October 25th, 2017
Have you ever heard the word “doldrums”?
As in, “She’s stuck in the doldrums,” or “He has a case of the doldrums”?
You can call it a pit, a funk, or whatever you want, but the real definition of doldrums is a state or period of inactivity, stagnation, or depression.
That speaks volumes doesn’t it?
The word “doldrums” has an interesting history. It’s actually an old term coined by seafarers and sailors that referred to parts of the ocean where there are no winds.
The doldrums were a dangerous place to be. Because when the winds disappear, sail-powered boats would be trapped for days or weeks.
We’ve all been there at some point.
Maybe you’re there now.
How do you know if you’re stuck in the doldrums?
If that’s you, you need to wake up right now. You need to get some wind back in your sails. You need to get unstuck.
Because what happened to the ships and the sailors that would get stuck in the doldrums?
They were lost.
So, what can you do to get out of the doldrums?
1. Think about what you’ve been thinking about.
Your thoughts are seeds. They’re pictures. What you listen to, what you look at, the things you do, and the friends you hang around all produce thoughts—pictures—in your mind whether you realize it or not. When you begin to concentrate on those pictures, they produce desire. And desire can cause you some serious trouble. In fact, the Bible says that desire drags us. It produces a plan to get what it wants and that plan can take you to a place you never thought you’d be. Don’t get me wrong—that can be a good thing if you’re thinking about good things, like the promises of God. Your good desires can help guide you toward success.
So, what are you thinking? Does it line up with God’s Word?
2. Ask yourself some questions.
What have I been looking at? What have I been watching? How much time have I spent in the Word of God this week? Who am I listening to? Who is giving me advice? Is it the enemy, who will lie to me? Is it the world? Is it my problems? Is it Facebook?
If so, it’s time to make some real changes.
3. Start seeing things from God’s perspective.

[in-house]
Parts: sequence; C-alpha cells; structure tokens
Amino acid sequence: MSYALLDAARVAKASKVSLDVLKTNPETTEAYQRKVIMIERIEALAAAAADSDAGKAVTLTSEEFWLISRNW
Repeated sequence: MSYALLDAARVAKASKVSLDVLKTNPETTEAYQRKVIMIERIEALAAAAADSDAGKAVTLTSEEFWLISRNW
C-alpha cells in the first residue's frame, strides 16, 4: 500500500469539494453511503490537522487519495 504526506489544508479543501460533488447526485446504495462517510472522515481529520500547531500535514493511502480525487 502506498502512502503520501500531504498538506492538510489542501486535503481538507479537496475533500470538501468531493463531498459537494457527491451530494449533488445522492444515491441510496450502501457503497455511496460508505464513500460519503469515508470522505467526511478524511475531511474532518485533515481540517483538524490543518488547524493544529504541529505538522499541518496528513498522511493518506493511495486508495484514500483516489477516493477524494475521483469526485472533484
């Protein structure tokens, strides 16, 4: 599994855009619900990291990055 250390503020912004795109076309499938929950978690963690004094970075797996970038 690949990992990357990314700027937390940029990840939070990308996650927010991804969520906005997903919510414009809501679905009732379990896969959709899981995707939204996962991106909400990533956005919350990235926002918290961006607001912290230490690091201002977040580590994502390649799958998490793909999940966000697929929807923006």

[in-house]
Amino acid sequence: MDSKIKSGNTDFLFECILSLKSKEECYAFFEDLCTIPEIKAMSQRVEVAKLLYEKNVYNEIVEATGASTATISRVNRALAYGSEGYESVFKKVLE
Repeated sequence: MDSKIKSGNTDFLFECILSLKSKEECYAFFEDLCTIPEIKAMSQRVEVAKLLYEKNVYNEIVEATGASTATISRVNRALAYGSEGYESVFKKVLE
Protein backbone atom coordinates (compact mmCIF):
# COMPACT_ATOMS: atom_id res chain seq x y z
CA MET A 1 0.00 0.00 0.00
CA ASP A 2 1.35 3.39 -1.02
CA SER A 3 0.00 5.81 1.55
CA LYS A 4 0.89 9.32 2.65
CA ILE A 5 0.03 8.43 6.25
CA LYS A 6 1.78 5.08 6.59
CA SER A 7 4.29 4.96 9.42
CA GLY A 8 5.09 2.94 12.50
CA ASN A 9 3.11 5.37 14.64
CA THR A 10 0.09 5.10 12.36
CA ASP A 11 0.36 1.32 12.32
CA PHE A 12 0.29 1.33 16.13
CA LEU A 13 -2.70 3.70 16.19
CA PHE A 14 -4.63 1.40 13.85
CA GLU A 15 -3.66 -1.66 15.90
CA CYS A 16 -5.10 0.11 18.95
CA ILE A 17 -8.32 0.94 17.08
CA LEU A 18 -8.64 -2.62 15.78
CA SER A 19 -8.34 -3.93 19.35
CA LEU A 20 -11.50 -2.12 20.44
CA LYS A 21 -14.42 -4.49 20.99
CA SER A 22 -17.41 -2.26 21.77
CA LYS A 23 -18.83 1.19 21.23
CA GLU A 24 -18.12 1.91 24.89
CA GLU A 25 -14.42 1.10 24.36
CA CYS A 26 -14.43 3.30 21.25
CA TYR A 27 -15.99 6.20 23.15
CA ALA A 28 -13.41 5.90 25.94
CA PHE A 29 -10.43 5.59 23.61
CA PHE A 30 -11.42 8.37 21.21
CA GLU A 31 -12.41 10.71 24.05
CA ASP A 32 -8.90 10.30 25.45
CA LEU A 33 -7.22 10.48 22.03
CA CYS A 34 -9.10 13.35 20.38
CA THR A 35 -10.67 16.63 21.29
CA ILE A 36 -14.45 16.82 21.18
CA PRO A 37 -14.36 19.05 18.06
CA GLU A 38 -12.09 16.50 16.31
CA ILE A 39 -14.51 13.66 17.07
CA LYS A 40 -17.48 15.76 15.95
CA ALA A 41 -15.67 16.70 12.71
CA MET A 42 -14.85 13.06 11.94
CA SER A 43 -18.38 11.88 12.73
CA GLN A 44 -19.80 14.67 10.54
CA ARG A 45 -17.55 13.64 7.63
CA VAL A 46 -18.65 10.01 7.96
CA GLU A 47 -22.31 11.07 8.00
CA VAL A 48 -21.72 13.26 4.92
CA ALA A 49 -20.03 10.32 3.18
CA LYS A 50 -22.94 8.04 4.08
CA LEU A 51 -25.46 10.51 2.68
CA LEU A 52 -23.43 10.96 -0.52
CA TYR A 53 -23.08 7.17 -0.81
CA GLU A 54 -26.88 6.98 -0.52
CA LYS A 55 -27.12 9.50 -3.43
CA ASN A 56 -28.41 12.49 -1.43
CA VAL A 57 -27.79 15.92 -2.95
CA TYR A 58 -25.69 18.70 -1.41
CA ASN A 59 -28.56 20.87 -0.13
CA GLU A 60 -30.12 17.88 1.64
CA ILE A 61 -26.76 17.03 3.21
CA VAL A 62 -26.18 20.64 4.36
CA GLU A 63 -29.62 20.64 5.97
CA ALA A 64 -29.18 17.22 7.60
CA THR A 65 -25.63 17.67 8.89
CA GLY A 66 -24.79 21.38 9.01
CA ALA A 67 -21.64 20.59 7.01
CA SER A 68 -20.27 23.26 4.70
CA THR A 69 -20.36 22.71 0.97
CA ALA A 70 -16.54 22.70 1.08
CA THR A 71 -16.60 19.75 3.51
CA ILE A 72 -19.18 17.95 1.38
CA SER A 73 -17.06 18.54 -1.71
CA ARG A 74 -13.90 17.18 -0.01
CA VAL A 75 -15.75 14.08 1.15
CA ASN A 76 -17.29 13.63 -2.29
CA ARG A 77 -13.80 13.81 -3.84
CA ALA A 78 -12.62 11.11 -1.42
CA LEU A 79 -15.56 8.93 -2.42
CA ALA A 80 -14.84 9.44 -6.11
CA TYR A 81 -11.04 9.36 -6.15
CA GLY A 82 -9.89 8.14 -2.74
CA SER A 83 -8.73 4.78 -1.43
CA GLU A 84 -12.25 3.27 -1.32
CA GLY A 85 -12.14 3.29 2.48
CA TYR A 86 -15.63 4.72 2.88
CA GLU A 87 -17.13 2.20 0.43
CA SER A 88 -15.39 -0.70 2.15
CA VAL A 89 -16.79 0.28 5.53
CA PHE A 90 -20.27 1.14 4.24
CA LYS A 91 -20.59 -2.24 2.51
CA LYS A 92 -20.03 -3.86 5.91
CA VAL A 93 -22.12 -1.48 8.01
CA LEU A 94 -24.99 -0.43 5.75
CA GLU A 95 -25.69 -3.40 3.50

The goal of the enemy is always to make your problem or circumstance look bigger than God. Train yourself not to be moved off of what God says. Stay in faith with what heaven says about you, about your situation, and about the Kingdom of God. Cast those thoughts that don’t line up with what God says down. Tell the enemy to shut up.
4. Reflect on what God has already done in your life.
Remember the times He’s done small things, or big things, or amazing, incredible things—so you can remember that God was with you then and still is now. Think about the love He has for you and how far He’s brought you.
Each memory builds on the last, and you can’t get out of the doldrums if you don’t spend time reflecting on all God has already done.
If you have a hard time remembering things, keep a journal. Write down the stories, or even just a sentence. Hold onto mementos. Rehearse memories and victories every chance you get.
5. Know that the light is in you.
Stop thinking you’re not much of an example. Remember you are a child of God. Our tendency as human beings is to look at the natural, to trust in the natural, and to look at our past failures. But the Bible tells us that the promise comes by faith and it’s guaranteed by grace. It’s God’s grace that does the work. It’s not about you—it’s about you and God. That’s what the baptism of the Holy Spirit is all about. You shall receive power to witness, to be the light, to be the demonstration.
It just takes a willingness to step up and say, “I’ll do that.” People all around you have problems. They need God and God needs you. All you have to do is step into their lives for a second. You don’t have to have it all together or even know what to say. God knows. All you have to do is be available.
It will take courage, so make a decision that you won’t be intimidated. Remember that darkness is intimidated by light. Remember that YOU are the light.
Remember that you’ll never change your life until you change the way you think.